Archive for Svalbard

Svalbard 5: Dovekies

dovejie

This was the brave one.  I could hear the mate down in the burrow.  The rest kept their distance (sitting maybe 30′ away) and flying close over our heads to investigate.

I know, the trip was in June and it’s now November but I want to share this one last adventure with you.  On our last day there my friend Frank and I decided to climb up a steep scree slope to sit among the nesting Dovekies.  It was thrilling to sit high on the slope with Dovekies calling as they whirled around my head.  I had close looks at them.

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The slope may not look steep but it was.

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The only way I could get down was the “5 point” way, sliding on my butt!  (Photo courtesy of Frank Mantlik)

For me this was the highlight of our trip.  One of my goals was to see nesting Dovkies and we did that in spades.  Thanks, Frank.

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Svalbard 4: Views from the Boat

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The bow was the favored location for the hardy but many of us watched from the comfort of the lounge.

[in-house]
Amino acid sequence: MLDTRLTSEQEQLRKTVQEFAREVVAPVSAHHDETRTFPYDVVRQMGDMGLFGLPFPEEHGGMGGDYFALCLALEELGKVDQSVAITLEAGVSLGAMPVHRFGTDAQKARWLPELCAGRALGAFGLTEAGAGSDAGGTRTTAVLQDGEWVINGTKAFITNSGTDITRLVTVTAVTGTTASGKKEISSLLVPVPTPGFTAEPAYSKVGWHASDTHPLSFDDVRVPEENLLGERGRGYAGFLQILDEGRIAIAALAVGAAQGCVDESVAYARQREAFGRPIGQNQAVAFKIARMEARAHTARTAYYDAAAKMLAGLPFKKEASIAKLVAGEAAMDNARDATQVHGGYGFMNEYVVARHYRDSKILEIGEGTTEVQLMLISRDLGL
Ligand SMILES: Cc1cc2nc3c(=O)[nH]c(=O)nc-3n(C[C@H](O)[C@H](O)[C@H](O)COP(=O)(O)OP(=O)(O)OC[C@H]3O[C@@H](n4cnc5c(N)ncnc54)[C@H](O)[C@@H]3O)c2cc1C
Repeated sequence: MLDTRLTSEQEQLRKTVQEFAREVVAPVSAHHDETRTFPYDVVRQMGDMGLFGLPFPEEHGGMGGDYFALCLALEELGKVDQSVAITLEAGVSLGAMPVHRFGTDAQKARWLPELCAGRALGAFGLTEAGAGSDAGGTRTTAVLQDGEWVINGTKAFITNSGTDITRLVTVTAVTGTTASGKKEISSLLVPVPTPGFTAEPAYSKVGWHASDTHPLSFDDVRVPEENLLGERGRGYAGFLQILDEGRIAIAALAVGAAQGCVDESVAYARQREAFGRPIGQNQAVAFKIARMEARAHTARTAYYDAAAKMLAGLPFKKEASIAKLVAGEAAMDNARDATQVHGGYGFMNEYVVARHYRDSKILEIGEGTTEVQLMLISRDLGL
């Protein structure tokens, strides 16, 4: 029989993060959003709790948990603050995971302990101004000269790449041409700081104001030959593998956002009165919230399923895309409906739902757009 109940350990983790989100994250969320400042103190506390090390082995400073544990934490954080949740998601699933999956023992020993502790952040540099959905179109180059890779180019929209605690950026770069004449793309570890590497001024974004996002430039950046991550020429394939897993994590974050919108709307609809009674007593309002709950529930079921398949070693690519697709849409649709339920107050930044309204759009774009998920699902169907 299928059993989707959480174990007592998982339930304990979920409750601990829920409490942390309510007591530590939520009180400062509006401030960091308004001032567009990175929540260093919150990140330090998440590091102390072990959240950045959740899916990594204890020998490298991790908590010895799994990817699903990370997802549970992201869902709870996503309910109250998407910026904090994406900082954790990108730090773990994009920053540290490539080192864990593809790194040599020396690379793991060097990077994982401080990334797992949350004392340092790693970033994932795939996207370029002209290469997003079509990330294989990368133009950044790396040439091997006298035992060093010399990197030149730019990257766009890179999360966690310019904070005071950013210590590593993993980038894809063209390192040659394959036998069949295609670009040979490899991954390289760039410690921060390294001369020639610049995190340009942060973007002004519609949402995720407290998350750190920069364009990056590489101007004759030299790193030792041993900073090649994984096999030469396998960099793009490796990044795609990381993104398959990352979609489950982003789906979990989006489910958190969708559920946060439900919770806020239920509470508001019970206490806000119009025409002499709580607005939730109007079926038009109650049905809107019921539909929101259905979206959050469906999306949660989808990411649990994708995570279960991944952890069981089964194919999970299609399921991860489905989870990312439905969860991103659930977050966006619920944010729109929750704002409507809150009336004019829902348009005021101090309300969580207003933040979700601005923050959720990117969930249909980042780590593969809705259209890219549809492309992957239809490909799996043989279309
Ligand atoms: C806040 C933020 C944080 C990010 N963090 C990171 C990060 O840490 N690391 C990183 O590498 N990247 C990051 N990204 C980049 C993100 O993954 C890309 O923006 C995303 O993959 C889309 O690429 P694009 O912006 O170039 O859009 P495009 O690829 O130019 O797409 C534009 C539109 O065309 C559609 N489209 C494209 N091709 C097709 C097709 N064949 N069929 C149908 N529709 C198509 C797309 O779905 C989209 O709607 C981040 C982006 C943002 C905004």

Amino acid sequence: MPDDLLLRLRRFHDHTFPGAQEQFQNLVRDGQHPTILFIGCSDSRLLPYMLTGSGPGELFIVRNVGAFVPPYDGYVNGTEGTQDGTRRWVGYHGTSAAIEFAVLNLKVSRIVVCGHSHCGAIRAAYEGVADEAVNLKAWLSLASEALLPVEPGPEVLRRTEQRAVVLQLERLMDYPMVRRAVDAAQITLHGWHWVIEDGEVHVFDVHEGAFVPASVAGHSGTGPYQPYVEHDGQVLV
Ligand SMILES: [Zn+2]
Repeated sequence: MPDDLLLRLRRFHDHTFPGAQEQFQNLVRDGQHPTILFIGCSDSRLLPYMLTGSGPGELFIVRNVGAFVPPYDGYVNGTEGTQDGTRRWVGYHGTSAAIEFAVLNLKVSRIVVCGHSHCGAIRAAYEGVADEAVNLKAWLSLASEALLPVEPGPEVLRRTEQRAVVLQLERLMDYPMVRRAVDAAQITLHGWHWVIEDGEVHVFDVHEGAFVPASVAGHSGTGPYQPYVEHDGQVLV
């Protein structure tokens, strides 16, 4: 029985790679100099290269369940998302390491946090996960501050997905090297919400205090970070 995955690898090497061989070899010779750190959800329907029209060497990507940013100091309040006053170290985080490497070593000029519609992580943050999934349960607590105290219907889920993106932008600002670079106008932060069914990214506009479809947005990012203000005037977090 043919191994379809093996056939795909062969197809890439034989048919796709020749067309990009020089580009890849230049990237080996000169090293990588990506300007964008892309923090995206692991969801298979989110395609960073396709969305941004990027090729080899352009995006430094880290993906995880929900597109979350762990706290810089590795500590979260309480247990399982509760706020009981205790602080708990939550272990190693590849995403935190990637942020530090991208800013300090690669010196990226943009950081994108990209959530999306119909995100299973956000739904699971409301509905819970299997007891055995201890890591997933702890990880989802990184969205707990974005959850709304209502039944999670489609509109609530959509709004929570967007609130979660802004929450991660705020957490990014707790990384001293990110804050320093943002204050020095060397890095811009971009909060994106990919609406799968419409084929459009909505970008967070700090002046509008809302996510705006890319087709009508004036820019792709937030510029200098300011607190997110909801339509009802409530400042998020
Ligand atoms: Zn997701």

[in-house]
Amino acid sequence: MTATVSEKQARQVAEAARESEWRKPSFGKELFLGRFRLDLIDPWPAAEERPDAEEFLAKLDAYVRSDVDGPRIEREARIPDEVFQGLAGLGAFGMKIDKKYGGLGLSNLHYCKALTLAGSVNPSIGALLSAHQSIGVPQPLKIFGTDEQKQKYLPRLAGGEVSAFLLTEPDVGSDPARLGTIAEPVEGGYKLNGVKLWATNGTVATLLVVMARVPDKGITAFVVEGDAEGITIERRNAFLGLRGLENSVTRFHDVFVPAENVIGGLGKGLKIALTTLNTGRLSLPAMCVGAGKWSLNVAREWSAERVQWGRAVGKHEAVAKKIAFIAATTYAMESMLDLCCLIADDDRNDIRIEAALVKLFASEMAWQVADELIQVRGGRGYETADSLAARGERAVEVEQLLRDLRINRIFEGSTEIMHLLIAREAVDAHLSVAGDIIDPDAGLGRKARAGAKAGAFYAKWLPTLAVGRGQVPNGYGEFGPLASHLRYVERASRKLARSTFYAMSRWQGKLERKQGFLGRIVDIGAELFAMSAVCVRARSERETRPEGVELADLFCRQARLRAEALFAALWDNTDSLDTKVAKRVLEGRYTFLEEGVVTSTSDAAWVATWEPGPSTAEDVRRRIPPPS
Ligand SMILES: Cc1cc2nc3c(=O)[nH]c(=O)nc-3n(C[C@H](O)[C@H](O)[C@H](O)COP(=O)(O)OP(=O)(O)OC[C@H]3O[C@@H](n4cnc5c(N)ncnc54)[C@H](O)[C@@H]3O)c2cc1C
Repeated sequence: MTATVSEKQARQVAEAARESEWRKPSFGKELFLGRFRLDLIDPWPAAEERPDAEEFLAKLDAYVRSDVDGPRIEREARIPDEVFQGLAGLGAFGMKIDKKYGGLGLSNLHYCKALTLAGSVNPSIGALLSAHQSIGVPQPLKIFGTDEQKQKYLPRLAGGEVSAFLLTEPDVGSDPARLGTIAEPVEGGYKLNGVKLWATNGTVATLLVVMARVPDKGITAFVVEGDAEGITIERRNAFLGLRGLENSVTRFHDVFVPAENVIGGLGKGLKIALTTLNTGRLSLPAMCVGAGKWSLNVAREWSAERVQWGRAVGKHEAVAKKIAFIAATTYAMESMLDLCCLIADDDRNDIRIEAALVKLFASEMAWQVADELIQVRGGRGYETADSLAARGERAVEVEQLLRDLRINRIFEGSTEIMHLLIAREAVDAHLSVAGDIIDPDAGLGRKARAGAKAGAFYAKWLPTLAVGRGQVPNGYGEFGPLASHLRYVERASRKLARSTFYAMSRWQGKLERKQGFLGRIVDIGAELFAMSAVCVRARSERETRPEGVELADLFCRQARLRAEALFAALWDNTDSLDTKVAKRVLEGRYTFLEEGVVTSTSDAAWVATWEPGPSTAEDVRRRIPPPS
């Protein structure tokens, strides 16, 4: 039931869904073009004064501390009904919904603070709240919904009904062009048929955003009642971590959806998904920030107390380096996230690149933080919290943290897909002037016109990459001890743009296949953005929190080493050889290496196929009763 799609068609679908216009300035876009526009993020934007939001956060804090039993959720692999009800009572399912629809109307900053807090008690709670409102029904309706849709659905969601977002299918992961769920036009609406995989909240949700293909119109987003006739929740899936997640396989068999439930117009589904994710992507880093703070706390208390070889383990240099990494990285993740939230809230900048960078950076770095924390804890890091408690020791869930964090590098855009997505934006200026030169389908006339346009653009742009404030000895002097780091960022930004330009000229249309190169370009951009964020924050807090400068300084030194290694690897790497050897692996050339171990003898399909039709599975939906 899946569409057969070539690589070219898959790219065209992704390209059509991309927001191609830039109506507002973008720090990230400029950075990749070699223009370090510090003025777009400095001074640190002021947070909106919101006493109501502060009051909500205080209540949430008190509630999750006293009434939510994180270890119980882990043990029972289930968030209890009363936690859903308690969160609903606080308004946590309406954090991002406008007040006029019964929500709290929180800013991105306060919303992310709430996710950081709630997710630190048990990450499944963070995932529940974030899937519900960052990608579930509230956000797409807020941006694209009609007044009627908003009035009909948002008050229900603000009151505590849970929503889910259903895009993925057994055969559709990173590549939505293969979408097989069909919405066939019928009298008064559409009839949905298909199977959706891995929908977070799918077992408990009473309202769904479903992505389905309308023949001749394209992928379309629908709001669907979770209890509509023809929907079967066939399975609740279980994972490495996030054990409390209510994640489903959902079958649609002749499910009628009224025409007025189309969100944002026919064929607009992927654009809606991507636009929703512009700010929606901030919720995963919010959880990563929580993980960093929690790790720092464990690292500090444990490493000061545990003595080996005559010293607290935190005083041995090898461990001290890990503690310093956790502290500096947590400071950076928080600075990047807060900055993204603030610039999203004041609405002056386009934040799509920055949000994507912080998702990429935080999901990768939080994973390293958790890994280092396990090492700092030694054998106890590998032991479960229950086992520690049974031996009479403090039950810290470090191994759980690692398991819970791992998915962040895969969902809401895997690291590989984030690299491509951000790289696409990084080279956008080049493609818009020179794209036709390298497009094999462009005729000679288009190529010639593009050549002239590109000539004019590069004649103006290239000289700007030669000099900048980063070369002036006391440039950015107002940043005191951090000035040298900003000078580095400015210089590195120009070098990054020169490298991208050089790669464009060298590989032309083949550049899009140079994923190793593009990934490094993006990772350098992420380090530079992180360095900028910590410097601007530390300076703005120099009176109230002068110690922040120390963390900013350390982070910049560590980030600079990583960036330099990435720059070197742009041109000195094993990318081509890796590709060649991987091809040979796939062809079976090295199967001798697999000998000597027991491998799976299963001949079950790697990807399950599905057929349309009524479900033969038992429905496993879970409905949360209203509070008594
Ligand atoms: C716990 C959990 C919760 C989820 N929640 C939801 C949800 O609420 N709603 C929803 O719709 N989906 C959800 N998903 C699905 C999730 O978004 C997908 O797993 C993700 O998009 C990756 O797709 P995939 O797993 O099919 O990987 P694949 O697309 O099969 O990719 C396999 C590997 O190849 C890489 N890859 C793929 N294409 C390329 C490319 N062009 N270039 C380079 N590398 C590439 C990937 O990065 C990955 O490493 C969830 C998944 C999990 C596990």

Life aboard ship was very comfortable.  Even with 24 hour daylight there was almost always lots of action, birds flying by or on the water, walrus, polar bears, the occasional seal and whales.  My most exciting whale sighting was a Bowhead whale, an arctic species I have never seen before.  I didn’t get a picture of any of the whales but I was able to see the unique Bowhead mouth shape in a friend’s picture.

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We passed large icebergs when we were  in the bay where the Monaco Glaciers were calving.

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These photos show the bird cliffs at Alkefjellet.  We had hoped for zodiac rides to get closer but the sea was too rough (hence the blurry photo) and we had to settle for views from the ship.  It was impossible to count them but we were told there were over 100,000 birds nesting there, mostly Brunnich’s Guillemots (a/k/a Thick-billed Murres).  There were many opportunistic Glaucous Gulls hoping to find unattended eggs.

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Among the Polar Bears we saw were this threesome: mother, yearling cub and a male in pursuit.  She seemed to just want to get away with her cub but he followed them for quite a distance before she finally eluded him.  We saw Ivory Gulls where the bears had made a kill, six or seven at a time.  It was a thrill to see these elegant pure white gulls.

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This is as far north as our journey took us, according to the dashboard in the ship’s library.

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I’m looking due north at the beginnings of the ice surrounding the North Pole.  We turned around shortly after this picture was taken.  The ice would get thicker and finally we would not be able to go further.  We traveled 1031 nautical miles. (photo Frank Mantlik)                             For a detailed description of our trip check out the TRIP LOG.

 

 

 

 

 

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